Your team can and should be a valuable resource for the next generation. They can not only spearhead important conversations but also answer questions and help them develop financial literacy. Plus, introducing the next generation to your advisory team helps your kids put faces to names and understand each role — which is critical in the case of the unexpected.

3. Ensure they’re prepared in the case of an unexpected death

The unexpected death of you and/or your spouse could leave your children unprepared if you haven’t had the above foundational conversations and put together your will and other estate planning and wealth transfer documents. Make sure to set everything up now so that the next generation has guidance to follow. And make sure to introduce them to your advisory team so they feel more comfortable going to them for education and guidance.

Without this guidance, family relationships can fracture. For example, two young adults inherit millions after their parents pass away unexpectedly. One spends the money in a few short years. The other saves it. The first goes to the second asking for money. Now the family dynamic changes, the siblings’ relationship deteriorates and neither has the education or guidance to truly understand what to do.

Much of this can be prevented with the right education, conversations and estate planning.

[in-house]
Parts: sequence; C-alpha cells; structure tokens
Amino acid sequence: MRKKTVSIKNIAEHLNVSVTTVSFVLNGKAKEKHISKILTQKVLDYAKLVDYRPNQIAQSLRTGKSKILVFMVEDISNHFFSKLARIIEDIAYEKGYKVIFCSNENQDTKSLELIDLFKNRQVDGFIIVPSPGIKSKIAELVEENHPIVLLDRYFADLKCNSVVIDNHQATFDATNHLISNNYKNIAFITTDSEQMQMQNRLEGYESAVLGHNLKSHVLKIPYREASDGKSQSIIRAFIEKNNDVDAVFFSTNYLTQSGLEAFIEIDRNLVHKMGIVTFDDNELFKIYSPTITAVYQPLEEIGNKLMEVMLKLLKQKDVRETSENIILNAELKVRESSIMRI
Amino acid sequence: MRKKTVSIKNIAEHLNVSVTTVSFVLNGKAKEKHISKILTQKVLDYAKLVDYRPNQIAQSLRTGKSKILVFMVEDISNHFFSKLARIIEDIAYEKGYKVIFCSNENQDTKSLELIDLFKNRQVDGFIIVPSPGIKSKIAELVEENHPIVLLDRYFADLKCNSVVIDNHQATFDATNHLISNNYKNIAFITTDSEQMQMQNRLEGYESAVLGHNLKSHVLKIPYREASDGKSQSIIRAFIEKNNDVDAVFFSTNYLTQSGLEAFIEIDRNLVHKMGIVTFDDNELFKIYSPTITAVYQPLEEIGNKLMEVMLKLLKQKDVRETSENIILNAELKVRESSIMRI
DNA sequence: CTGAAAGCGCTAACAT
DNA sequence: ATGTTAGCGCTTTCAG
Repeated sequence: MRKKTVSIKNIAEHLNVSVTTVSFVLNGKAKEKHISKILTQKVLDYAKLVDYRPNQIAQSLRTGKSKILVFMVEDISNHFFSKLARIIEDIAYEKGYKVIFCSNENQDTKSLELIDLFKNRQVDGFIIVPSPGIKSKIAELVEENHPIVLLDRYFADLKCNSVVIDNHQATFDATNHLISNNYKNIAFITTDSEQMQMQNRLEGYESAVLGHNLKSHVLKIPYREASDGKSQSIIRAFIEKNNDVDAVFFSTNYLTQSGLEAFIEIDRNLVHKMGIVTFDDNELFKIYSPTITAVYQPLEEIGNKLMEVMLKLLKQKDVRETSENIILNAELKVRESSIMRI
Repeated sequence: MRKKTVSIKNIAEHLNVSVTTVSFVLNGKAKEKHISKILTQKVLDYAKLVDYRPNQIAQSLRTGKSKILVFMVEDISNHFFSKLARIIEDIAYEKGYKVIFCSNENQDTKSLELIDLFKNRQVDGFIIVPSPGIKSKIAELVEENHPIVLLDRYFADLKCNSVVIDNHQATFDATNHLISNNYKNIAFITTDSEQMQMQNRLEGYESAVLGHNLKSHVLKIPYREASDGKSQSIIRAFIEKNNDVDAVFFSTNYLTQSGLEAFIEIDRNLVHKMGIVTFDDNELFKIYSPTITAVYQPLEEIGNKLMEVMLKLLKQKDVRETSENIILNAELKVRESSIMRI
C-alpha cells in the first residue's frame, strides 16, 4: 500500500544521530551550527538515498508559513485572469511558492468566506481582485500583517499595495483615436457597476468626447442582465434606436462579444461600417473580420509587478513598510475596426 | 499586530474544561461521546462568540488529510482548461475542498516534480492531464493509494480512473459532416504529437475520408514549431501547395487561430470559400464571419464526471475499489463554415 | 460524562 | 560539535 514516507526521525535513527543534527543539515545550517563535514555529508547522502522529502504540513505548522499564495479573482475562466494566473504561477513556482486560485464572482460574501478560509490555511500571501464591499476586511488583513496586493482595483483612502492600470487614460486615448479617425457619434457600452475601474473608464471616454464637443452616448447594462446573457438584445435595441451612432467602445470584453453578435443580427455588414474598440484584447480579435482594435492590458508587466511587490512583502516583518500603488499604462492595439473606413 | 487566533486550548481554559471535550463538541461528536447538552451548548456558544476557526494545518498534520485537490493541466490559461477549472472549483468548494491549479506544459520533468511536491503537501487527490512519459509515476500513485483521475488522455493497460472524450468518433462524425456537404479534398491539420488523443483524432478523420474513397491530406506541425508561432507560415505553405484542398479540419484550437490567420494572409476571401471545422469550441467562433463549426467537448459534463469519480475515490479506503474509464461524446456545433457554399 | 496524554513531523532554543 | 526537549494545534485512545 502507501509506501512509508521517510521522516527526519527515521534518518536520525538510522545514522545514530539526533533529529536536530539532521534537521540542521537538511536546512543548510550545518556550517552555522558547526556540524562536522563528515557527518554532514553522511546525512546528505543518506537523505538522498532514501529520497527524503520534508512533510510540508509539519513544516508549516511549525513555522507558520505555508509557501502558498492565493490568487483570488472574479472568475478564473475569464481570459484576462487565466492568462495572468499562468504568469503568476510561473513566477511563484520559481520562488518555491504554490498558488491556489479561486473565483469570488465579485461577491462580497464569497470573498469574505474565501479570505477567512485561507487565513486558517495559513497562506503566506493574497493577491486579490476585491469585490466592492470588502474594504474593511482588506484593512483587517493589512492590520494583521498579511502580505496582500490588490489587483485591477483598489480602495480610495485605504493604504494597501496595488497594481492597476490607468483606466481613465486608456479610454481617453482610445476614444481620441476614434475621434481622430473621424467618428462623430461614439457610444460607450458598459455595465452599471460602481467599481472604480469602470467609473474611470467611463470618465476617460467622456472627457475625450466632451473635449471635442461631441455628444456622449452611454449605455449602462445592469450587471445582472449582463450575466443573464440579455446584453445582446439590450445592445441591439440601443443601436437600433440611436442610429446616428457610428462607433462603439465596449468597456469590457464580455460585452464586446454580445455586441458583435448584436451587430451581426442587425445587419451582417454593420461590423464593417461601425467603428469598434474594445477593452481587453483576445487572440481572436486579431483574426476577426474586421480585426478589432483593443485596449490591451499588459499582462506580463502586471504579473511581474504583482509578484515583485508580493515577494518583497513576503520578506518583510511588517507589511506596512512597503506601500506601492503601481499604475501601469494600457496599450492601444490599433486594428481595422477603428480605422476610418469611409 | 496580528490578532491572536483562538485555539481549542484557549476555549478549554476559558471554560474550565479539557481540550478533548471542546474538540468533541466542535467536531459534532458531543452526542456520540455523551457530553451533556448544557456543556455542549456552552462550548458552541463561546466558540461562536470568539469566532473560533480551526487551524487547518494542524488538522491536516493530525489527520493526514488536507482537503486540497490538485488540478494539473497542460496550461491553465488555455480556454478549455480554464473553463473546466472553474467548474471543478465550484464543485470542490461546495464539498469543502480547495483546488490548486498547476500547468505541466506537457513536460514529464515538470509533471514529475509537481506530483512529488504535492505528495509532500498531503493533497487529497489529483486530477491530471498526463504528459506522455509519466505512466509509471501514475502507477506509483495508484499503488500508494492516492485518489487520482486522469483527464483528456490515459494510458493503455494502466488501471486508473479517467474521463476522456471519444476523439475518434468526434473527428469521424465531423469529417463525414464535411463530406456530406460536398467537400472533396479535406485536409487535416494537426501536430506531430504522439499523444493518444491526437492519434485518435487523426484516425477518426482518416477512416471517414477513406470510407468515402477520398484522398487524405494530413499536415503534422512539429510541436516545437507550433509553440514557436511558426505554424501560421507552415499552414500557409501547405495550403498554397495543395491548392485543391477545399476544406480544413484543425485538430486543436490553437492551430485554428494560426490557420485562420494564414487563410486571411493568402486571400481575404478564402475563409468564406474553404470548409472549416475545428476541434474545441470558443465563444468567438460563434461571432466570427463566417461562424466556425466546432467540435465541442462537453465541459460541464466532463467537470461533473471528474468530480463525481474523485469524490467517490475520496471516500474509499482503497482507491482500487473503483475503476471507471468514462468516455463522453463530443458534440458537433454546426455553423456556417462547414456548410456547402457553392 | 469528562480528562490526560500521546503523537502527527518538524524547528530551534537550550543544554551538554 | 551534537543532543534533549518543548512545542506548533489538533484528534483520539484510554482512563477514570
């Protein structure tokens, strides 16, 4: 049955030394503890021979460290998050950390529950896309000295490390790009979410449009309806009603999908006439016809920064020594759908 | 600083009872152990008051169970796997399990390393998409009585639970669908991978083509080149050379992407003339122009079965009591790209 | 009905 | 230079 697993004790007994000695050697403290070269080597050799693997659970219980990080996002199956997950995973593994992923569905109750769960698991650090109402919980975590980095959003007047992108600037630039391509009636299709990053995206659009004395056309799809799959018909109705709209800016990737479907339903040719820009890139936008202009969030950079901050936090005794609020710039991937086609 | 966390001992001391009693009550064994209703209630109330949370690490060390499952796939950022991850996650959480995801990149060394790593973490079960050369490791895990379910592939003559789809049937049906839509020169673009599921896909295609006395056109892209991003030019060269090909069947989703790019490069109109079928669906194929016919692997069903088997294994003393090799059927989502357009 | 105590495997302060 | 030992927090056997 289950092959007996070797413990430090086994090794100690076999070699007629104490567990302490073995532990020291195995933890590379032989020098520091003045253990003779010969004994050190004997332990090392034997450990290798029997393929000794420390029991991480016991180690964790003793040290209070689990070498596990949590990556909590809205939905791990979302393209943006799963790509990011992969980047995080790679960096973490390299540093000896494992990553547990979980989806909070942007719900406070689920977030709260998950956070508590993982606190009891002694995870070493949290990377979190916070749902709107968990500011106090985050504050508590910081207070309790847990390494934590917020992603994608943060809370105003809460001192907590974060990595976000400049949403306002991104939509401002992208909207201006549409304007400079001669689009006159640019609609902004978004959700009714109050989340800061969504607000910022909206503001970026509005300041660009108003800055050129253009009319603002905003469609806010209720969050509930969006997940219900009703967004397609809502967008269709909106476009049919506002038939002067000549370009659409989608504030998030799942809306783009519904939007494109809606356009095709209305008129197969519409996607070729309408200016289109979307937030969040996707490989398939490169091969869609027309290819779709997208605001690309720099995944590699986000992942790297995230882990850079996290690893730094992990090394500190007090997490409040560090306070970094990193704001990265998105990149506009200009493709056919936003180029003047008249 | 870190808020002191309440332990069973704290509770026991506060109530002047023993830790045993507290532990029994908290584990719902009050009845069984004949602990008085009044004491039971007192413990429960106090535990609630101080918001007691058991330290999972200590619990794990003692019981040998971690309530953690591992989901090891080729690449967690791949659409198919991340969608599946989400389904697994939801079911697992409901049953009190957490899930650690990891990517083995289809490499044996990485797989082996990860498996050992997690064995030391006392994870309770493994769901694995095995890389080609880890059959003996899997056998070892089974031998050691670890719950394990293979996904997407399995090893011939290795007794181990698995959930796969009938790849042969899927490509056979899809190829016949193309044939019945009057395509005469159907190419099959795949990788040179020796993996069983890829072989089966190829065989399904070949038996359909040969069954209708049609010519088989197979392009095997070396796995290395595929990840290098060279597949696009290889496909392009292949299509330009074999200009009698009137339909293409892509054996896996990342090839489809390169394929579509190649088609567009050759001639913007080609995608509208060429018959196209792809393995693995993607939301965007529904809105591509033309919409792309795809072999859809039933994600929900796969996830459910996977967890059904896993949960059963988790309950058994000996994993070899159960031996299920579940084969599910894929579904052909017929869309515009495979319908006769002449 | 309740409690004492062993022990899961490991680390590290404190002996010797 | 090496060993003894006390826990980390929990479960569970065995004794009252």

4. Help them develop an identity separate from the family wealth

Having potentially grown up without wealth, the first generation likely has developed an identity separate from it. But that’s not always the case for the subsequent generations. Being wealthy is often a significant part of their identity. What’s more, they oftentimes lack the motivation to work hard to create even more wealth.

When you help the next generation develop a separate identity, it helps them be better stewards of the wealth going forward. Whether that’s through setting expectations around higher education, community involvement or maintaining a job, it’s important to have ongoing conversations with the next generation to help them establish their own identities.

For example, in one family, all four of the first generation’s adult children have discovered what interests them about the family dynamic and pursued it. One runs the family foundation, one handles the family investment partnership, one manages the third generation’s trusts, and one utilizes part of the wealth as an entrepreneur to grow more wealth. This setup has proved quite successful and has helped ensure the family will preserve its wealth for a long time to come.